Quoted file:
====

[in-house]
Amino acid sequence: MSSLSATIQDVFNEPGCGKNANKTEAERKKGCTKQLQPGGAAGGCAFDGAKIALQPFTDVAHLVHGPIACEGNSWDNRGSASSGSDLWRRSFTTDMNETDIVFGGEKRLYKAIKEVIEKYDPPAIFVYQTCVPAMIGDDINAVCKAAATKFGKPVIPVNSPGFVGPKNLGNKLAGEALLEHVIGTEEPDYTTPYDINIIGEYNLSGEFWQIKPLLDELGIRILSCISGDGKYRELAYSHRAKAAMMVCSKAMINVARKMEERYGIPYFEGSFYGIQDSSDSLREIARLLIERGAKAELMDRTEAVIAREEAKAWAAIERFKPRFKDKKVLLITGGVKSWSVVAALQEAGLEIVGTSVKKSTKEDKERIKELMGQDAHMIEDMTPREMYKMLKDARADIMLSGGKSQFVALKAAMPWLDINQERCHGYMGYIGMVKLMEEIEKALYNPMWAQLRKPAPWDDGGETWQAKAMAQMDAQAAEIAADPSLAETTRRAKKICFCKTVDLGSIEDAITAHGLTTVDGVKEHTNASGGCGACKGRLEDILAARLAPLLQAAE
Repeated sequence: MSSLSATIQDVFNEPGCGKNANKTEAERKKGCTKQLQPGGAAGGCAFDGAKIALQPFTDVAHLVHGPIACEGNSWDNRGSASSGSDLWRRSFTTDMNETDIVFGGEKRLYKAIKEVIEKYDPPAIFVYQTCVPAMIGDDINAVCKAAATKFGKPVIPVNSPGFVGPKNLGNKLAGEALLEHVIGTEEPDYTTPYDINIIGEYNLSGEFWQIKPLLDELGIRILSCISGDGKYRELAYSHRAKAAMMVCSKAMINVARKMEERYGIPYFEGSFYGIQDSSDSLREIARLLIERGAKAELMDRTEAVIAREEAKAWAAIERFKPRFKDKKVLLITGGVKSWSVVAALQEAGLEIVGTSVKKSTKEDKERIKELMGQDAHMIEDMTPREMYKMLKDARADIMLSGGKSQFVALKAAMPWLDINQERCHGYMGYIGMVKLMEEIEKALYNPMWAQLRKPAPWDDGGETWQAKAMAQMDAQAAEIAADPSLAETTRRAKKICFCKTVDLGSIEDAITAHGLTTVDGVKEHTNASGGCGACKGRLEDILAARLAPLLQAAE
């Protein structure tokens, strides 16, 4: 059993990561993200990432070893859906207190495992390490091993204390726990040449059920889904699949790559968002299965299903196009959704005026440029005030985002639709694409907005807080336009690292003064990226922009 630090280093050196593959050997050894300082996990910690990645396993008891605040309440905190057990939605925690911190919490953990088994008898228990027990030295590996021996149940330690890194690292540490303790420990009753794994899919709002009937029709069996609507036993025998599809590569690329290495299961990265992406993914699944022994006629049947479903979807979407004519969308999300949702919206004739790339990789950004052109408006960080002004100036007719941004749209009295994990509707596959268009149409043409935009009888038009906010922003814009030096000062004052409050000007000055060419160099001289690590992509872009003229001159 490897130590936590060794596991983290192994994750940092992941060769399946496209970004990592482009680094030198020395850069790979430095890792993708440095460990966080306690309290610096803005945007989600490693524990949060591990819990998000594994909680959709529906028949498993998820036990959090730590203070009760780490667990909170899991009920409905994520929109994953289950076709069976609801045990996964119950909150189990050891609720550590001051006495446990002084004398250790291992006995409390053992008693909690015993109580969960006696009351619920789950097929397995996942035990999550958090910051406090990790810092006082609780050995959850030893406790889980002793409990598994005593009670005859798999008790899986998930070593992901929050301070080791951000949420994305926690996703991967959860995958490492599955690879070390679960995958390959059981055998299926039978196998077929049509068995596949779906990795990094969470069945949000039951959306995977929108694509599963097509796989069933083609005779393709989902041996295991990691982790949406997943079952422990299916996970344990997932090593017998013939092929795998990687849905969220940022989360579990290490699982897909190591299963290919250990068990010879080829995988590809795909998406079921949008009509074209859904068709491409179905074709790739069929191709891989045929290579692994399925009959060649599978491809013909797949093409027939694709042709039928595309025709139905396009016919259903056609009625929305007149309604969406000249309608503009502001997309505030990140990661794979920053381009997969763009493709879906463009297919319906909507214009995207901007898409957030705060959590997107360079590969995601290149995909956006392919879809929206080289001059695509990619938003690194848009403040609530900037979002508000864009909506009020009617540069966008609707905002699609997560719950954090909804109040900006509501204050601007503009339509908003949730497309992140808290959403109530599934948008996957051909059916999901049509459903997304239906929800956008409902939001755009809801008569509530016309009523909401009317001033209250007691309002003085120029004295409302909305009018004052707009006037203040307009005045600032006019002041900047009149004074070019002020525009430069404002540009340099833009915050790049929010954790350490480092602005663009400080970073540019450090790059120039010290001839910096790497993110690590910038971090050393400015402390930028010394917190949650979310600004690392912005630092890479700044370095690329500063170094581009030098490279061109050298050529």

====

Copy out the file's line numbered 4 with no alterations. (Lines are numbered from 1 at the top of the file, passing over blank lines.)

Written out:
């Protein structure tokens, strides 16, 4: 059993990561993200990432070893859906207190495992390490091993204390726990040449059920889904699949790559968002299965299903196009959704005026440029005030985002639709694409907005807080336009690292003064990226922009 630090280093050196593959050997050894300082996990910690990645396993008891605040309440905190057990939605925690911190919490953990088994008898228990027990030295590996021996149940330690890194690292540490303790420990009753794994899919709002009937029709069996609507036993025998599809590569690329290495299961990265992406993914699944022994006629049947479903979807979407004519969308999300949702919206004739790339990789950004052109408006960080002004100036007719941004749209009295994990509707596959268009149409043409935009009888038009906010922003814009030096000062004052409050000007000055060419160099001289690590992509872009003229001159 490897130590936590060794596991983290192994994750940092992941060769399946496209970004990592482009680094030198020395850069790979430095890792993708440095460990966080306690309290610096803005945007989600490693524990949060591990819990998000594994909680959709529906028949498993998820036990959090730590203070009760780490667990909170899991009920409905994520929109994953289950076709069976609801045990996964119950909150189990050891609720550590001051006495446990002084004398250790291992006995409390053992008693909690015993109580969960006696009351619920789950097929397995996942035990999550958090910051406090990790810092006082609780050995959850030893406790889980002793409990598994005593009670005859798999008790899986998930070593992901929050301070080791951000949420994305926690996703991967959860995958490492599955690879070390679960995958390959059981055998299926039978196998077929049509068995596949779906990795990094969470069945949000039951959306995977929108694509599963097509796989069933083609005779393709989902041996295991990691982790949406997943079952422990299916996970344990997932090593017998013939092929795998990687849905969220940022989360579990290490699982897909190591299963290919250990068990010879080829995988590809795909998406079921949008009509074209859904068709491409179905074709790739069929191709891989045929290579692994399925009959060649599978491809013909797949093409027939694709042709039928595309025709139905396009016919259903056609009625929305007149309604969406000249309608503009502001997309505030990140990661794979920053381009997969763009493709879906463009297919319906909507214009995207901007898409957030705060959590997107360079590969995601290149995909956006392919879809929206080289001059695509990619938003690194848009403040609530900037979002508000864009909506009020009617540069966008609707905002699609997560719950954090909804109040900006509501204050601007503009339509908003949730497309992140808290959403109530599934948008996957051909059916999901049509459903997304239906929800956008409902939001755009809801008569509530016309009523909401009317001033209250007691309002003085120029004295409302909305009018004052707009006037203040307009005045600032006019002041900047009149004074070019002020525009430069404002540009340099833009915050790049929010954790350490480092602005663009400080970073540019450090790059120039010290001839910096790497993110690590910038971090050393400015402390930028010394917190949650979310600004690392912005630092890479700044370095690329500063170094581009030098490279061109050298050529």